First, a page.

Our youngest daughter came out with cold water and our fuel bottle.  I was struggling a bit in the middle part but seemed to find my rhythm again.  My biggest complaint was needing to stop and pee so many times.  I know that I retain fluid when my body has some inflammation and due to yesterday's ride, I had a lot of dribble stops.  After we were done, I again thought of how many times I have ran 2 hours and more and it isn't a big deal, what did I have my panties in a wad about with this.  We had a recovery shake but didn't have an appetite for the macroni and hot dog meal the kids prepared in our absence.  I find that a lot of the time I am not starving after a big training session- the next day is another story but often a shake and something else (gluten free muffin and some fruit) is enough.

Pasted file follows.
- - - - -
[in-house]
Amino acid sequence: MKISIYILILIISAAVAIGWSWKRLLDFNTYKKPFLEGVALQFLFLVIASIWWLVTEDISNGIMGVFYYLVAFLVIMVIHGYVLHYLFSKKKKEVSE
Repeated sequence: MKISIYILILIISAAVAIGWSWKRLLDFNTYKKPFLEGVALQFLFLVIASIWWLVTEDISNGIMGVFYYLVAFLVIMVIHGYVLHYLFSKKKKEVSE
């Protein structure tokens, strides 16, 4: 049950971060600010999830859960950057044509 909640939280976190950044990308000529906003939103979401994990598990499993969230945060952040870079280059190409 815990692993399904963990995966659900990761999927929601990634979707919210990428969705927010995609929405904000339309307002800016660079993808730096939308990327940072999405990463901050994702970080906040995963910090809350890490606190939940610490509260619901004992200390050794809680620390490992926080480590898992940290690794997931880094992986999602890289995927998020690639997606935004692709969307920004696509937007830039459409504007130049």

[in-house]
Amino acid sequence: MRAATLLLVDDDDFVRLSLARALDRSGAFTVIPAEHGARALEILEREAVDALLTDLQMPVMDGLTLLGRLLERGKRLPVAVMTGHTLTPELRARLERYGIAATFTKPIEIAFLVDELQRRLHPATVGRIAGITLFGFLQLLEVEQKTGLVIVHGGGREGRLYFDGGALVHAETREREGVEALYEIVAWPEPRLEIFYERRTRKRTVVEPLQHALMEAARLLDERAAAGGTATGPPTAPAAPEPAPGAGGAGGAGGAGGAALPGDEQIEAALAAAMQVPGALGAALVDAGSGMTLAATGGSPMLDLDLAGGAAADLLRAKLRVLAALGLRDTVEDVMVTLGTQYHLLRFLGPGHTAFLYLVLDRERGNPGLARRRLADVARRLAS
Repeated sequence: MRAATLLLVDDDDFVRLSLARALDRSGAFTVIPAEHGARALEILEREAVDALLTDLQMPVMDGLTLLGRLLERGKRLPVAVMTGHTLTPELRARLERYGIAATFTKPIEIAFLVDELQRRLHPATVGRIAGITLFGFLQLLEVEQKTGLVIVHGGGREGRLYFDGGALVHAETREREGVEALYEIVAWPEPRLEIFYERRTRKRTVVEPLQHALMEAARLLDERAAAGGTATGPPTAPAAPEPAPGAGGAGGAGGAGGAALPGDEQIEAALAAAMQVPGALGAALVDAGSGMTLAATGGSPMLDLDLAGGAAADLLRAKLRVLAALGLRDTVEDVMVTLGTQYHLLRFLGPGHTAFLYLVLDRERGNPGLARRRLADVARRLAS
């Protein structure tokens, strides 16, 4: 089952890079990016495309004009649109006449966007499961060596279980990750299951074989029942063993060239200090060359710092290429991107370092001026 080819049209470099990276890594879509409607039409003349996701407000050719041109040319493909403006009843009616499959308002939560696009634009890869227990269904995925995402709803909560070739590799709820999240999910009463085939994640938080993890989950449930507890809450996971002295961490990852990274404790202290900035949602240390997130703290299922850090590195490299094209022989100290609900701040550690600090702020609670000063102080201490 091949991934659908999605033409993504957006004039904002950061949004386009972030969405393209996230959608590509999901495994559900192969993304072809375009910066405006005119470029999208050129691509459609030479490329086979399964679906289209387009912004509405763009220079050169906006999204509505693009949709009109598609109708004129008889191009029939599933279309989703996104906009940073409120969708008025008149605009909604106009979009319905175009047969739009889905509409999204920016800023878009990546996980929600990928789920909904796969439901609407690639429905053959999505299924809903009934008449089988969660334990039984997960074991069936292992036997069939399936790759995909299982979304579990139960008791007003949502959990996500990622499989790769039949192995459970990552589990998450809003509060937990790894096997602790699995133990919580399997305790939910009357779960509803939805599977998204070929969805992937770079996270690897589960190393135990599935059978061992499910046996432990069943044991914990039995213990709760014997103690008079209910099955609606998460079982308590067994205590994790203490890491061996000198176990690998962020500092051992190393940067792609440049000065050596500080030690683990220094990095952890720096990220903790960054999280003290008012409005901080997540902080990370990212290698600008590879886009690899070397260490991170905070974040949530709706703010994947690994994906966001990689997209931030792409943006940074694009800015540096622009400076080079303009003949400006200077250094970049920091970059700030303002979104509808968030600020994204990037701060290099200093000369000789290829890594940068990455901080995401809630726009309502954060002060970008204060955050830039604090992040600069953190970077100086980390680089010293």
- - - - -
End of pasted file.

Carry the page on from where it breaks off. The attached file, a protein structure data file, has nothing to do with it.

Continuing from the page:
Considerations
  • Ran with the fuel and water to simulate race day strategy and felt good
  • Need to wear the clothing I am planning to wear to ensure it is a good choice.  I know many run the marathon with running gear and though my shorts are very comfortable, I was thinking of running with my tri shorts to have more pockets.  I like that they will be a bit of compression for my legs but I don't like anything tight around my waist and my tri shorts may be problematic in this area.  
  • Good strategy to run in the afternoon and deal with higher winds and hotter temp.
  • Used my recovery oils and elevated my legs again.  There was discomfort going up and down the stairs throughout the evening.   
Sunday- long ride #2